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Probe must dig deep to clean up beautiful game

By LI YANG | CHINA DAILY | Updated: 2023-03-28 07:12


As of the end of last weekend, dozens of people including players, referees, club managers and almost all key members of the Chinese Football Association, have been put under investigation since Li Tie, former head coach of the Chinese national team, was detained in November for "suspected serious violation of laws".

Compared with the anti-corruption storm in 2009, in which more than 50 people of the same circle received criminal penalties, including the then chairman of the CFA, the anti-graft campaign this time, which stems from the unfathomably poor performance of the national team in the qualification matches for the 2022 Qatar World Cup, as sources said, will last much longer in a bid to address the "root cause" of soccer corruption in the country.

Given that the main funders of the game over the past decade have been private real estate companies and State-owned enterprises, when so many of the sponsors openly regarded investment in soccer clubs as a speculation for personal interests, it is almost predictable that the anti-graft campaign this time will by no means be restricted to the soccer circle. Thus what has been exposed so far might only be the tip of the iceberg.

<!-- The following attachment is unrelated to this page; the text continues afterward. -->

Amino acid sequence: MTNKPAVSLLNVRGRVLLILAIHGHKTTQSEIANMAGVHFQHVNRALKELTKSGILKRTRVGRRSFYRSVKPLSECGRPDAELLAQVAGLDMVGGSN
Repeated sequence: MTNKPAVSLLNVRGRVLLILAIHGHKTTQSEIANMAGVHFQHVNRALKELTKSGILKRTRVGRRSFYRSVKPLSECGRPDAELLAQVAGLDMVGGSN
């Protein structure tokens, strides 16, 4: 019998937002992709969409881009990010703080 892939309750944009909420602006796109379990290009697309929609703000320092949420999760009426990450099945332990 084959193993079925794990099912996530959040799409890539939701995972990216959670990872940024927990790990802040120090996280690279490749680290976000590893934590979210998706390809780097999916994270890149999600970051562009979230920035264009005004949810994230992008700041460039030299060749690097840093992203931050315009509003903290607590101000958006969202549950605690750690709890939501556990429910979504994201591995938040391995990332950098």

While the clubs at various levels are preparing for a belated beginning to the new season, it would not be a surprise, as some players have said, if some of their teammates do not turn up for training one day. A jittery atmosphere has been formed as no one knows exactly how far back in time the investigators will go.

No wonder one former national team player, who claimed he was sidelined immediately after he rejected the hints of some "big fish" that he should bribe them to keep his position in the team, said after Li was detained that "some should start counting their days, and many more will become sleepless".

Notably, the current CFA system is already a result of institutional reform triggered by the 2009 reshuffle of the sector, which resulted in replacing the sports officials in it with professionals from out of the government to eliminate the soil for corruption and enhance the CFA's professionalism.

However, as the need for ongoing probe shows that hasn't proved successful. The CFA members found problematic so far include entrepreneurs, investors, managers, professors and retired players before they joined the CFA through an open competition for the posts, and most of them were ardent marketized reform supporters and fierce critics of corruption.

As such, before the "root cause" is found and addressed, those calling for refilling the CFA with government officials to sever its murky ties with the market should be reminded that what they are crying for is only a repeat of the corruption cycle over the past two decades.


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